American Tourist Killed by Isolated Tribe on Indian Island

Saul Bowman
November 24, 2018

The recent incident where a 27 year old American man was killed by an endangered tribe at the Andaman and Nicobar Islands is a good example of where to know your limits.

Others identified him as a Christian missionary named John Allen Chau, according to Reuters. Visits to the island are forbidden by the government, and officials were working with anthropologists to find a way to recover the body.

"It was a case of misdirected adventure, " he said.

Chau was killed by members of the Sentinelese community using bows and arrows, according to multiple media accounts.

"... He was a Christian missionary, a wilderness EMT, an global soccer coach and a mountaineer".

Police arrested the seven fishermen and charged them with endangering the life of the American by taking him to a prohibited area, Pathak said. "We forgive those reportedly responsible for his death".

"He ventured out on his own free will and his local contacts need not be persecuted for his own actions".

Reuters was unable to confirm if Chau planned to preach on the island, and was not immediately able to trace contact details for his family or a representative. Pathak told TOI that the Indian Coast Guard sailed close to the island and superintendent of police Jatin Nariwal made an aerial survey, but could not recover the body. He had earlier visited the Andaman and Nicobar Islands in 2015 and 2016, Pathak said.

The fishermen after reaching Port Blair, contacted a local preacher Alex, who was supposedly on friendly terms with John Chau, who then informed the deceased's family and the USA embassy in New Delhi for help.

Poachers are known to fish illegally in the waters around the island, catching turtles and diving for lobsters and sea cucumbers.

Chau was carrying a Bible that was hit by an arrow when he was first shot at by the tribesmen on November 15, according to notes Chau left with the fishermen that Staver said he has seen. He interacted with some of the tribespeople, giving them gifts he had prepared such as a football and fish. But the tribespeople became angry and shot an arrow at him, hitting a book he was carrying, Mr Pathak said.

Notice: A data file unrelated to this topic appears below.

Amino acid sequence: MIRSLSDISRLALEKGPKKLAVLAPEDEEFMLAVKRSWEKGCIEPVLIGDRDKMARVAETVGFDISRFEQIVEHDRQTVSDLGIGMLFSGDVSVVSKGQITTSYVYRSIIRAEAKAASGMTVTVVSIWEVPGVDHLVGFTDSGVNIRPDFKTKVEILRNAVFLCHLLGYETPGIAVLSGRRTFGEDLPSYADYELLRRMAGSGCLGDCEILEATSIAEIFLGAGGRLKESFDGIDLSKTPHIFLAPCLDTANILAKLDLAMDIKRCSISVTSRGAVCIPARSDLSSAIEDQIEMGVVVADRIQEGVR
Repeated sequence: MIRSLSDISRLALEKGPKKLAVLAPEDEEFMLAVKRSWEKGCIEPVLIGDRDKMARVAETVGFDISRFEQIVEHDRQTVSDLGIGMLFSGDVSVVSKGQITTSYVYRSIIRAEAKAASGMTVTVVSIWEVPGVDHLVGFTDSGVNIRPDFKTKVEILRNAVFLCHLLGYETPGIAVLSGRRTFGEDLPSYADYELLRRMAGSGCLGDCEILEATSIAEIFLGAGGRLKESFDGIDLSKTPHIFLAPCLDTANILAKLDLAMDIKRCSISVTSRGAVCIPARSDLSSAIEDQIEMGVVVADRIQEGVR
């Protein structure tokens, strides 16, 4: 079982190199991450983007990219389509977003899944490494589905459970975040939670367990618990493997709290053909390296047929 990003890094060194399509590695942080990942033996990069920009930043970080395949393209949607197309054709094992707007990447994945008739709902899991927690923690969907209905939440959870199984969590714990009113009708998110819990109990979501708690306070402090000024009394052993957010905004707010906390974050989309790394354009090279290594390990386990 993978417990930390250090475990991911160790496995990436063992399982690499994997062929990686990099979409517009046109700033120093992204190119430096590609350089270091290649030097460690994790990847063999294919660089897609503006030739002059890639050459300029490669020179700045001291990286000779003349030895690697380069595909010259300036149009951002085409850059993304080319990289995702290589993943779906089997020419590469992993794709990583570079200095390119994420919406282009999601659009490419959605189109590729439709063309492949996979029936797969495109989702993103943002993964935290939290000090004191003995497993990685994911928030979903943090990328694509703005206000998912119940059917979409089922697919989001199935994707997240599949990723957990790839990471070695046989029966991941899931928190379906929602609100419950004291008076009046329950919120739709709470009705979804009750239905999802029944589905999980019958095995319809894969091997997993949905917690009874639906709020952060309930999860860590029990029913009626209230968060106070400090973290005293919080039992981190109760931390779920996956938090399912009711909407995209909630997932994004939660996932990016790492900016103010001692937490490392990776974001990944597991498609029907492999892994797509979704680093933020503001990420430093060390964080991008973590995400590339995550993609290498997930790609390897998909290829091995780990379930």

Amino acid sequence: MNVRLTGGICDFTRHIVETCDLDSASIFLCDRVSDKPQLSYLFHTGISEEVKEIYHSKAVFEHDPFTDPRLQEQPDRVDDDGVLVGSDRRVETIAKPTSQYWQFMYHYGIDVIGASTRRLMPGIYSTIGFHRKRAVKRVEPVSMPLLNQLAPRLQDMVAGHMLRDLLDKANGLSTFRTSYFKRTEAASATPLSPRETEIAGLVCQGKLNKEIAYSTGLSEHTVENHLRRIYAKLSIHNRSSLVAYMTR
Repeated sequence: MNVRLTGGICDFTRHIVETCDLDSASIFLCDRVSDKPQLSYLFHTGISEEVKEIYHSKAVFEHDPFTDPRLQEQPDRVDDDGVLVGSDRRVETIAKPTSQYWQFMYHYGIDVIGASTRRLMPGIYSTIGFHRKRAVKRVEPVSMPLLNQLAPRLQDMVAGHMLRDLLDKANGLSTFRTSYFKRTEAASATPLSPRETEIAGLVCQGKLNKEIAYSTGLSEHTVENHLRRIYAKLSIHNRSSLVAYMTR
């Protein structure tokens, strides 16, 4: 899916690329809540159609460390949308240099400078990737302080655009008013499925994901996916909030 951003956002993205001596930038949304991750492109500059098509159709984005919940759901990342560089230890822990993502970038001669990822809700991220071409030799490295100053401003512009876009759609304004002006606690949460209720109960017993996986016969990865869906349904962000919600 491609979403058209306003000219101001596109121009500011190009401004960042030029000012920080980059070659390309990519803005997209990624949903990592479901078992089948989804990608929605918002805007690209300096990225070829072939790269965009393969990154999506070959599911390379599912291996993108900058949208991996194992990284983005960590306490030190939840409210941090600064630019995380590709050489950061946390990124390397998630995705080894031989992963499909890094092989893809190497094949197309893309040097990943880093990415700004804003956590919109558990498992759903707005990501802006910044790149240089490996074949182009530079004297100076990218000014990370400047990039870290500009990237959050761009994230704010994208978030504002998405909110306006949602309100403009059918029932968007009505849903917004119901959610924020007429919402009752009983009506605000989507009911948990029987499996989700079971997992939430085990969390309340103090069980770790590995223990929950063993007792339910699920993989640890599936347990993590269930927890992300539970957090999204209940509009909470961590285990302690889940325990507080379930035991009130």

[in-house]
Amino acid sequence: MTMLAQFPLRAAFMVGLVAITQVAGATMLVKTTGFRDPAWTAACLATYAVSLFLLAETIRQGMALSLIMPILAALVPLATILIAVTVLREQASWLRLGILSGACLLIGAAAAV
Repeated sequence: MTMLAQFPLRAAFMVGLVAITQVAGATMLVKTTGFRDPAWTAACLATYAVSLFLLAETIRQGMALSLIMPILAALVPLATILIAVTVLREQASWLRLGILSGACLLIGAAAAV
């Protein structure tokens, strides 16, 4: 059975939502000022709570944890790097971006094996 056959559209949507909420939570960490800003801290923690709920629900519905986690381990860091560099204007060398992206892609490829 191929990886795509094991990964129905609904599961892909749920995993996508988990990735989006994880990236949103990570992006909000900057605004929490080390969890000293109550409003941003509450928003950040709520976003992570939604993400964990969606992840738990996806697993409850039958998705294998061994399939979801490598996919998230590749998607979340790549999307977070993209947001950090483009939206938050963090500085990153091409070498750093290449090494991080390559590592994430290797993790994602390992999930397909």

"Right before he left in his kayak, Mr. Chau gave the fishermen a long note". 15 and sent the boat with the fishermen out to sea to avoid detection, Pathak said. Chau's body was spotted on November 20.

What happened then isn't known.

They are hunter-gatherers who live on a remote, forested island in the Indian Ocean.

Authorities launched an investigation after police were contacted by the USA consulate in the southern city of Chennai, which has been in touch with Chau's mother.

Seven locals including some fishermen who facilitated Chau's visit have been arrested.

Kathleen Hosie, spokeswoman for the U.S. Consulate in Chennai, the capital of southern Tamil Nadu state, said it was aware of reports concerning an American in the islands.

Due to the tribe being protected by Indian law, they can not exactly be prosecuted. "So the Sentinelese fear of outsiders is very understandable", Stephen Corry, the group's director, said in a statement.

They are also protected under Indian laws. The fishermen were booked under Protection of Aboriginal Tribes act. "I have no question it was to bring the gospel of Jesus to them", Staver said. The next day, Chau used a kayak to approach the island and attempted to speak with the islanders, who have been known to fire arrows at interlopers. Tribespeople killed two Indian fishermen in 2006 when their boat broke loose and drifted onto the shore.

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